Today I know that we need to realize what our body has done, how strong it was, how strong WE were. And then treat our body nicely. I did it, you can do it too. And the important thing is to have people around us who believe in us and will help us through this long and difficult process.
In the end, I would just like to say that we never know what fate will bring to our lives, but everything can be overcome. We can feel down, some of us have been down for a very long time, but we need to find the strength, pick ourselves up and fight. Let's enjoy life. Let's be happy, let's make the people around us happy. Our life is only in our hands, so let's live it to the best of our ability.
Soldiers & Heroes
"This experience changes everything, closes one door called plans and opens a whole new world - a hospital world."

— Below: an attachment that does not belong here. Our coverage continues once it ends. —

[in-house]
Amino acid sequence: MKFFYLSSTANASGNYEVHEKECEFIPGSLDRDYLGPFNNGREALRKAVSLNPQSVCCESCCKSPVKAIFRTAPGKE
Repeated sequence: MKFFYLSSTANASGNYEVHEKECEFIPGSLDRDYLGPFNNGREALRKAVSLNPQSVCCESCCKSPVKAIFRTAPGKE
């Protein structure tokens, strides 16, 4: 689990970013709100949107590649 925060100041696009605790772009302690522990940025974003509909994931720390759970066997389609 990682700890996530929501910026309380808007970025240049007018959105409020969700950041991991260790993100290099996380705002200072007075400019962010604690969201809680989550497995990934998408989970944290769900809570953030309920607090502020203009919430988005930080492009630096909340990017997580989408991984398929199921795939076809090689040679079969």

"It's good to ask the patient straight out what they're going through, what's going on, rather than having an awkward silence."
"It's easy enough these days to just surround yourself with carefree fun. Living in a bubble of positivity and good feelings."
"I will be undergoing treatment for the rest of my life, but that doesn't mean I have to sit at home on my ass. I want to enjoy life, not just survive."
"These people need tremendous support, and not just from me, not just from you, but from everyone."
"Fuck Cancer for me is a clear answer to this disease, which is definitely not easy."